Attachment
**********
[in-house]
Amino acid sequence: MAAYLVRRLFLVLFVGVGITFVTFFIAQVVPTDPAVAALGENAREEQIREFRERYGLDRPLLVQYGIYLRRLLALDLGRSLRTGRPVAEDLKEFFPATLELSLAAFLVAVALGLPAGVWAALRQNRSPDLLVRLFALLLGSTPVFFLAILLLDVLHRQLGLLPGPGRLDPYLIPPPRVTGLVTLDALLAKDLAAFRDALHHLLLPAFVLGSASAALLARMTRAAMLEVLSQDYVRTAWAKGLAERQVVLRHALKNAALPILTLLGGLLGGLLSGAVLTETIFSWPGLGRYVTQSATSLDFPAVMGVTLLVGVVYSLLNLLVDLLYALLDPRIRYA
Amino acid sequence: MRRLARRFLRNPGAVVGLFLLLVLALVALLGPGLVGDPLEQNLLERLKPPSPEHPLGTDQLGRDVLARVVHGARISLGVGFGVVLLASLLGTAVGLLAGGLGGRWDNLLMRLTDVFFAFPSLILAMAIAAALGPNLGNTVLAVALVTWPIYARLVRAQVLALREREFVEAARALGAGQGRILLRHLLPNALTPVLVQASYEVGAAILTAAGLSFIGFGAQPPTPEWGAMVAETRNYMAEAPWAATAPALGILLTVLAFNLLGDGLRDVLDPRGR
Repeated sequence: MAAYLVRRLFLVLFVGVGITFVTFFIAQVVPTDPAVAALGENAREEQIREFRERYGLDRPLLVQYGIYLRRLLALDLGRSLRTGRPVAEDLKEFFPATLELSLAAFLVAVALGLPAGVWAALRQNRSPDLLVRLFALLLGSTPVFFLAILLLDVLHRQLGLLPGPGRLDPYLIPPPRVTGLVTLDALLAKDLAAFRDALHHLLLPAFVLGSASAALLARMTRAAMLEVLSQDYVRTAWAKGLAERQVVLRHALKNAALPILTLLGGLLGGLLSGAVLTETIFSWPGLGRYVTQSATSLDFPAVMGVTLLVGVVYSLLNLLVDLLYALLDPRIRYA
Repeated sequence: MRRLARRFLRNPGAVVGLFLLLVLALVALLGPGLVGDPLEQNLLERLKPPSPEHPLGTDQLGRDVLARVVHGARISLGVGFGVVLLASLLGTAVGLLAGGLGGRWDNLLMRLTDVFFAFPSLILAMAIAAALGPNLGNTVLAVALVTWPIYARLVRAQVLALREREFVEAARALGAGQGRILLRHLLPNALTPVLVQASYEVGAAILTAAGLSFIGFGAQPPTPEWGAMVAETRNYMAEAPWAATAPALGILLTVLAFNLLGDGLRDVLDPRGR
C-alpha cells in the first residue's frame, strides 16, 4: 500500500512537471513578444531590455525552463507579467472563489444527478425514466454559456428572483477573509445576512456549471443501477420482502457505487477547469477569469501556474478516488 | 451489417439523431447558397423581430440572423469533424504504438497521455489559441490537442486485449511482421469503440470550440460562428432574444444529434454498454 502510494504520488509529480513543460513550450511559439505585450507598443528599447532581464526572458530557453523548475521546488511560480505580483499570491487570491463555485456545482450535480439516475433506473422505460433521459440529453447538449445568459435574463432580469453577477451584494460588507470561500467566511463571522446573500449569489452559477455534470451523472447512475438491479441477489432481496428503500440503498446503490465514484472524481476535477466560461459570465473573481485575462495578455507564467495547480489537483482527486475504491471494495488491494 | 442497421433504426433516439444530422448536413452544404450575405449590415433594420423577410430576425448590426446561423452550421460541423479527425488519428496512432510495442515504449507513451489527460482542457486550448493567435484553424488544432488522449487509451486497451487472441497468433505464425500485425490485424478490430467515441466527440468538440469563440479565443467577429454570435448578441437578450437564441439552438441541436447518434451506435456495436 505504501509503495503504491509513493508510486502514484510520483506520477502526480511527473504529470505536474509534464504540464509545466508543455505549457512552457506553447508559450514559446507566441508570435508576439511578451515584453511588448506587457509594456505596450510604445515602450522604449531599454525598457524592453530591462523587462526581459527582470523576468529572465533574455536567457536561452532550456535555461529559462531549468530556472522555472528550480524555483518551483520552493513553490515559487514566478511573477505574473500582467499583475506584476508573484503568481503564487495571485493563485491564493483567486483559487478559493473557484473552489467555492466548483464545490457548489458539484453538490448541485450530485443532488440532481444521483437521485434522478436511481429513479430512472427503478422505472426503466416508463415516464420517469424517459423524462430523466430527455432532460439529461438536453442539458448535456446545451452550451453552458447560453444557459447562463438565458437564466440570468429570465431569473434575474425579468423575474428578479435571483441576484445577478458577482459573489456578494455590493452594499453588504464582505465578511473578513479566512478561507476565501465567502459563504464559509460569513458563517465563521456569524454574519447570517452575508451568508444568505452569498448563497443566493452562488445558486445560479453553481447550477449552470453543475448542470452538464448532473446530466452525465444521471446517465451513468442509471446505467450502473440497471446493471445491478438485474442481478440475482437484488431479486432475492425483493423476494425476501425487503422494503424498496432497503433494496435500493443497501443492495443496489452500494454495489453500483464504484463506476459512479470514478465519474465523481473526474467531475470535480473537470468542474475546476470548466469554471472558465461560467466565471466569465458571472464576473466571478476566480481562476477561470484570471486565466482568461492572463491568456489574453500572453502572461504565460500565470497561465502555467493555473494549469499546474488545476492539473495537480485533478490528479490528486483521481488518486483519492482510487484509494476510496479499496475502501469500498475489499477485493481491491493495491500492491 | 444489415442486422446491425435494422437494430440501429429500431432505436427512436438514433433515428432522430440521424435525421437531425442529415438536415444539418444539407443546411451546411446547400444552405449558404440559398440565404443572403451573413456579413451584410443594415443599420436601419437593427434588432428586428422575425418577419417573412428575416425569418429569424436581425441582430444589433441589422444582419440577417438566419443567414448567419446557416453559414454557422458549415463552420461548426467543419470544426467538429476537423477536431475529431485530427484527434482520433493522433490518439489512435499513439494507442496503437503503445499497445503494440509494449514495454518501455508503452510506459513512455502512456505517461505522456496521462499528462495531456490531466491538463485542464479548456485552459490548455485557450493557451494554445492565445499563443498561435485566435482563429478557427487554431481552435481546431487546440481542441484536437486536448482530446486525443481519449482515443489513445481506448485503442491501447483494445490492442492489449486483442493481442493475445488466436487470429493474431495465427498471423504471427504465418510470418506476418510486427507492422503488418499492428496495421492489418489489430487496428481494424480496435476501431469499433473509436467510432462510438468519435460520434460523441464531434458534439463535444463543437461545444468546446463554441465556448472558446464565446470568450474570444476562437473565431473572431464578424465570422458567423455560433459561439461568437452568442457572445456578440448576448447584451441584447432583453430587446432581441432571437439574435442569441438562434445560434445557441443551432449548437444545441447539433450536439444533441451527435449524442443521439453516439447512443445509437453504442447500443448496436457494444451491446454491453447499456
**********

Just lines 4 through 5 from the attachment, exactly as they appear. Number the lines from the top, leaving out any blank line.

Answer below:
Repeated sequence: MAAYLVRRLFLVLFVGVGITFVTFFIAQVVPTDPAVAALGENAREEQIREFRERYGLDRPLLVQYGIYLRRLLALDLGRSLRTGRPVAEDLKEFFPATLELSLAAFLVAVALGLPAGVWAALRQNRSPDLLVRLFALLLGSTPVFFLAILLLDVLHRQLGLLPGPGRLDPYLIPPPRVTGLVTLDALLAKDLAAFRDALHHLLLPAFVLGSASAALLARMTRAAMLEVLSQDYVRTAWAKGLAERQVVLRHALKNAALPILTLLGGLLGGLLSGAVLTETIFSWPGLGRYVTQSATSLDFPAVMGVTLLVGVVYSLLNLLVDLLYALLDPRIRYA
Repeated sequence: MRRLARRFLRNPGAVVGLFLLLVLALVALLGPGLVGDPLEQNLLERLKPPSPEHPLGTDQLGRDVLARVVHGARISLGVGFGVVLLASLLGTAVGLLAGGLGGRWDNLLMRLTDVFFAFPSLILAMAIAAALGPNLGNTVLAVALVTWPIYARLVRAQVLALREREFVEAARALGAGQGRILLRHLLPNALTPVLVQASYEVGAAILTAAGLSFIGFGAQPPTPEWGAMVAETRNYMAEAPWAATAPALGILLTVLAFNLLGDGLRDVLDPRGR